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Sex Therapy


Sex therapy involves the therapeutic treatment of sexual disorders such as impotence, premature ejaculation, retarded ejaculation, hypoactive sexual desire, painful coitus, and orgasmic disorders. These problems, while not subjects of polite conversation until relatively recently, have been found to be extremely common, and further, to be sources of considerable emotional distress and interpersonal conflict in relationships.

Masters and Johnson, pioneers in the sex therapy field, have stated that at one time or another half of all marriages have significant sexual problems.

Other studies have suggested that at some point in their lives 10 percent of women are anorgasmic, 7 percent of men are impotent, and 18 percent of men suffer from premature or retarded ejaculation.

Sex Therapy for Inhibited Sexual Desire

This condition is characterized by loss of interest in sex, is thought to trouble one in five adult women during their lives. Additionally, surveys of married couples find that over half complain of encountering interferences that block their full enjoyment of sex.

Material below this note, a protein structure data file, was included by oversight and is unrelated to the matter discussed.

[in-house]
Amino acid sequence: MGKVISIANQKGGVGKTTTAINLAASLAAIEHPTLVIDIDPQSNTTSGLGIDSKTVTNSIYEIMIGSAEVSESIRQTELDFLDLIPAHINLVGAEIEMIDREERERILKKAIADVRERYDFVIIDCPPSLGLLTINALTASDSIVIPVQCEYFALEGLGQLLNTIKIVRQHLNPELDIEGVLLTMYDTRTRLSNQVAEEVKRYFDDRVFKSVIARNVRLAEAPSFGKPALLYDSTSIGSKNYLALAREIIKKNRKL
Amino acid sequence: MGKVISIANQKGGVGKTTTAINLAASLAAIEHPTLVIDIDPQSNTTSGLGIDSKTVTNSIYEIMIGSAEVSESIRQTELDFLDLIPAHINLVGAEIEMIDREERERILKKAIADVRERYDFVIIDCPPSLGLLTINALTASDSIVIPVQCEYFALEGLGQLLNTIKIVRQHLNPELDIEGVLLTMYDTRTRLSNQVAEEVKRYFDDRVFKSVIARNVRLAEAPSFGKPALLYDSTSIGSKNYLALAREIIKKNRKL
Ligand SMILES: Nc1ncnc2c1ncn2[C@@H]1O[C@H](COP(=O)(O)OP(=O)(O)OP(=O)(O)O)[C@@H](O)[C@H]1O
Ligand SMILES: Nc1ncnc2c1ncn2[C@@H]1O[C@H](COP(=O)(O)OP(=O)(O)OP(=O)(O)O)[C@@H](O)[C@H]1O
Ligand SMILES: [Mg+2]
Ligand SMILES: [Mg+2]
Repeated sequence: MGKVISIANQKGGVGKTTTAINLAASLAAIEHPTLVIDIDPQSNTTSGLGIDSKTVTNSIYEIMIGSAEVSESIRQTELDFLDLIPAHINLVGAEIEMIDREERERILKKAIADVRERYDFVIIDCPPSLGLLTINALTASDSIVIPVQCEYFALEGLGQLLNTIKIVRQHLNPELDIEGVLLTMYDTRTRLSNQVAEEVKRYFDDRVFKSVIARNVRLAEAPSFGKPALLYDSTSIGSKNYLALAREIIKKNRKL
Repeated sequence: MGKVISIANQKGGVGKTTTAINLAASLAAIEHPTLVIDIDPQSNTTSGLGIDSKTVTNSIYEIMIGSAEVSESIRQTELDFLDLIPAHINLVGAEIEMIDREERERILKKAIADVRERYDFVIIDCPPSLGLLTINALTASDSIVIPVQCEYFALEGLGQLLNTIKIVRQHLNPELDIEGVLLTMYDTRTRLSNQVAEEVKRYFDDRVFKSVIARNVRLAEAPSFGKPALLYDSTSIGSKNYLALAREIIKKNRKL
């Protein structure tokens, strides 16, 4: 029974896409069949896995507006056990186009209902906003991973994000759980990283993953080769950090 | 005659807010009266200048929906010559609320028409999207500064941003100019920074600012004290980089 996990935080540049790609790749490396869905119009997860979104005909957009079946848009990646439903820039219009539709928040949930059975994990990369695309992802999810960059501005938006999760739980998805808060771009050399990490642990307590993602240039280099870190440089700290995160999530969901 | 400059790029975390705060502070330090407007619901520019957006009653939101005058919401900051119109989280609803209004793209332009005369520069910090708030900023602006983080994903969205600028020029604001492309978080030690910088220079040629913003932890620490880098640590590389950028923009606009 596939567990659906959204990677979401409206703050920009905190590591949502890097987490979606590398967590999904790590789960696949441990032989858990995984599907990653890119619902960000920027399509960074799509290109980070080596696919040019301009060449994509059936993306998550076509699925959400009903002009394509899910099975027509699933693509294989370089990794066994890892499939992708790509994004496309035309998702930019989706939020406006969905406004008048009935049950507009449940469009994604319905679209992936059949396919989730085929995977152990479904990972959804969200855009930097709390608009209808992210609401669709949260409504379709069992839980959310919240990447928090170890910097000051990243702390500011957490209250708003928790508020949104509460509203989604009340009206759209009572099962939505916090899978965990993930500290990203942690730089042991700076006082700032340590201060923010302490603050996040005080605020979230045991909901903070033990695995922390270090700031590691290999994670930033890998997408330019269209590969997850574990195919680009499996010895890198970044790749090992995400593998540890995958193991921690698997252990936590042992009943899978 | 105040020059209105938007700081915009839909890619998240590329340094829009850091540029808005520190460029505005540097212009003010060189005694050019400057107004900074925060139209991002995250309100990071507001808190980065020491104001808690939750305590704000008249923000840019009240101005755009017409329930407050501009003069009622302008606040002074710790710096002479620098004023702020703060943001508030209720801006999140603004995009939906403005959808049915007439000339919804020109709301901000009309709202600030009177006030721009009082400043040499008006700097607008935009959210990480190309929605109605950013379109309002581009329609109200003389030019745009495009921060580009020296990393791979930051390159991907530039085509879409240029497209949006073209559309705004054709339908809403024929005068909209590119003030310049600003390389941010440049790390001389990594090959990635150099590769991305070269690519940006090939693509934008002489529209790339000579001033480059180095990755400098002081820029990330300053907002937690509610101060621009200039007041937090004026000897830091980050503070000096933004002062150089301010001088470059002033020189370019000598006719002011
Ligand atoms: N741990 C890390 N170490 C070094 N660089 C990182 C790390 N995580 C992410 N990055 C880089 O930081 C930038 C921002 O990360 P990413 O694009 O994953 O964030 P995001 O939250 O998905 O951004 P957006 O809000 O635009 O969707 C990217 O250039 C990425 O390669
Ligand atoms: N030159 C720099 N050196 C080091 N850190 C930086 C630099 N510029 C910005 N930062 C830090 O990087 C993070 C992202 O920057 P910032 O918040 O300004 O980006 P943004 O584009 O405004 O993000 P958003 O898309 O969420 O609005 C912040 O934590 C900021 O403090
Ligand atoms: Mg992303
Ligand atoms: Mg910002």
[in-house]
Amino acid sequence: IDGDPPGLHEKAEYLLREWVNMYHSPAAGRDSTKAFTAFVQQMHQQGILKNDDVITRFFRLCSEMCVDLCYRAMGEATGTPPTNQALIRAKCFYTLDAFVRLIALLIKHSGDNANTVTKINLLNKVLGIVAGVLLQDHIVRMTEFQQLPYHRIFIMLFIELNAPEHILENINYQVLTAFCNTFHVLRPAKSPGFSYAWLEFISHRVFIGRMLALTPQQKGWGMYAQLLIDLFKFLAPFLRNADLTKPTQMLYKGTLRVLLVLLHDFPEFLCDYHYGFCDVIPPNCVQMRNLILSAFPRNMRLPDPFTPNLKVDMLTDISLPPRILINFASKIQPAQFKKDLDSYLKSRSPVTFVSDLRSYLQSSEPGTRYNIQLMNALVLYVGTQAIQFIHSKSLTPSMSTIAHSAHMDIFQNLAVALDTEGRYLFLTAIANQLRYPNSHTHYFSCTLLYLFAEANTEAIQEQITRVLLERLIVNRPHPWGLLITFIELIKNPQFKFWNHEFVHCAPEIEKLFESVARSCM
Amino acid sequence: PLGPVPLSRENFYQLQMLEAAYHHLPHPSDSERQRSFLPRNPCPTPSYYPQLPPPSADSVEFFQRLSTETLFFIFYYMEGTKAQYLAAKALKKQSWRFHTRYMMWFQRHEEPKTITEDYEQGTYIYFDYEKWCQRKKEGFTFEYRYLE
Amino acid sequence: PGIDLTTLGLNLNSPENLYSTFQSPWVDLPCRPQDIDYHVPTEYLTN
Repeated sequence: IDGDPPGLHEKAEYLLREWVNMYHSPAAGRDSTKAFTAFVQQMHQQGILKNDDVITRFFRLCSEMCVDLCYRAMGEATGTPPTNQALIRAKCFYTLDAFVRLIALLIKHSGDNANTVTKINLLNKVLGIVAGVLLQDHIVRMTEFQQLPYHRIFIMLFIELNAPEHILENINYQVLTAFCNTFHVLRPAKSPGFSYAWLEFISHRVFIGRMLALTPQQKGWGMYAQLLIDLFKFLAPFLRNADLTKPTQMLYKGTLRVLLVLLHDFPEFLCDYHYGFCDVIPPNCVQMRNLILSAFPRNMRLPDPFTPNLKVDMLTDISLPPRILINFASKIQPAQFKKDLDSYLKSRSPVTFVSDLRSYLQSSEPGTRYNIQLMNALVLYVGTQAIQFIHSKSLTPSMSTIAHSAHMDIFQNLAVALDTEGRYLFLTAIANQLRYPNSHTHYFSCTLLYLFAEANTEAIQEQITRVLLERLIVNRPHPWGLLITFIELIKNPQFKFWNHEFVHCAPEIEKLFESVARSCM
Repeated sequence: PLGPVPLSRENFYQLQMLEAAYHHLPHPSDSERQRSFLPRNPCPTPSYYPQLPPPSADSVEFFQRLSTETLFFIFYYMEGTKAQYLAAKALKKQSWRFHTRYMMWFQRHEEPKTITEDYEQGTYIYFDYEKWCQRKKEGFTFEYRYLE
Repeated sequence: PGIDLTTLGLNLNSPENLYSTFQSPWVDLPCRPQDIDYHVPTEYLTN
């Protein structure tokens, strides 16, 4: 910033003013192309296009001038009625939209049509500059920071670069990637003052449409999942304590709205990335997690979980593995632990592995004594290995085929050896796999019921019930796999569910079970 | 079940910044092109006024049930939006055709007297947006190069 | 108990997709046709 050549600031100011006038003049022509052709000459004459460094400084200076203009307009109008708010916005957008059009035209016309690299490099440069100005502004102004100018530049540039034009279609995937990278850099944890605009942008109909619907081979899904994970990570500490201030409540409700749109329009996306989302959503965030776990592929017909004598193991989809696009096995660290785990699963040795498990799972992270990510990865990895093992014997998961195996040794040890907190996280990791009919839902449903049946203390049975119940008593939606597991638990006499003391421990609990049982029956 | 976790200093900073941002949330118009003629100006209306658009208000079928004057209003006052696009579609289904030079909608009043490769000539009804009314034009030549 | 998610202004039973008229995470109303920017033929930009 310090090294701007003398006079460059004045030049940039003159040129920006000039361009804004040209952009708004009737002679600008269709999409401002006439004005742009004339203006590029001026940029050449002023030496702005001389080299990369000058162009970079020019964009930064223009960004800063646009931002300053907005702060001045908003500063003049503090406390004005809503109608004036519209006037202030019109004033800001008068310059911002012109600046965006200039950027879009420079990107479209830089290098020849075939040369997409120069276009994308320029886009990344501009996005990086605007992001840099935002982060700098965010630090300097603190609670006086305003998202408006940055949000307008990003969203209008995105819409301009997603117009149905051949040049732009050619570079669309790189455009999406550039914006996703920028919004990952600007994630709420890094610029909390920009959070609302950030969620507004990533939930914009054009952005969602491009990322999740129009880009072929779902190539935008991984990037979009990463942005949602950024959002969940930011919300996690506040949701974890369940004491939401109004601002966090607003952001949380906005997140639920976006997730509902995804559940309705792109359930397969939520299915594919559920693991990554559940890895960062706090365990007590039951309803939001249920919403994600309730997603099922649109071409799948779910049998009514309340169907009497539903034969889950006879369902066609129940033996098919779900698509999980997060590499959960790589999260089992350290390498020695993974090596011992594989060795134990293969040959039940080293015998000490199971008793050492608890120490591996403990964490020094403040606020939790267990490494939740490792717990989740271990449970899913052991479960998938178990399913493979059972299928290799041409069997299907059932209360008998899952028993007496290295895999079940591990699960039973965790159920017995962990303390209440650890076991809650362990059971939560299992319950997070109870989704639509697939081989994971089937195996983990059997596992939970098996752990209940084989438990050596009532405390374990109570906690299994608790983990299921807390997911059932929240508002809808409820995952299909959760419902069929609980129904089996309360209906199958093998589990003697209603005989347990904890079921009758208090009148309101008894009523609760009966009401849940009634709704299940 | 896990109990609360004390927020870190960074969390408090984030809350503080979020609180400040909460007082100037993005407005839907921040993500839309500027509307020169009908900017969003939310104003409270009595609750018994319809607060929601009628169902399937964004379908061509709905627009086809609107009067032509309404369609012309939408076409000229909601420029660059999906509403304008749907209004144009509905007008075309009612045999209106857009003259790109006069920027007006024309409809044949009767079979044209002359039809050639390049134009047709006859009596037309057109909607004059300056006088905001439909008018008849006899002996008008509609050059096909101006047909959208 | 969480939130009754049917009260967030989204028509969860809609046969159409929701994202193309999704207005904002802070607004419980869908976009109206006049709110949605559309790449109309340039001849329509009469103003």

While universally emphasizing correcting sexual misinformation, the importance of improved partner communication and honesty, anxiety reduction (including fear of performance failure), sensual experience and pleasure, and interpersonal tolerance and acceptance, sex therapy includes three different levels of intervention to address the various sexual problems mentioned above, depending on the nature and causes of the problem involved.

Sex therapists believe that many sexual disorders are rooted in learned patterns and values. These are termed psychogenic disorders. As they are growing up, children observe interaction between their parents and others and are the objects of various messages about their sexuality.

Transference to Children

Conflict or other problems, including sexual problems in marriages, can be transmitted to children and result in the formation of unhealthy attitudes about sex, about sex organs, or about the body in general.

Moreover, parents, religious institutions and societal norms may convey very repressive attitudes about sexuality that contribute to the formation of diverse sexual dysfunctions. Problems of this nature are believed by sex therapists to constitute the majority of sexual disorders.

An underlying assumption of sex therapy is that relatively short-term outpatient therapy can alleviate learned patterns, restrict symptoms, and allow a greater satisfaction with sexual experiences.

In cases where significant sexual dysfunction is linked to a broader emotional problem such as depression or substance abuse, intensive psychotherapy and/or pharmaceutical intervention may be appropriate.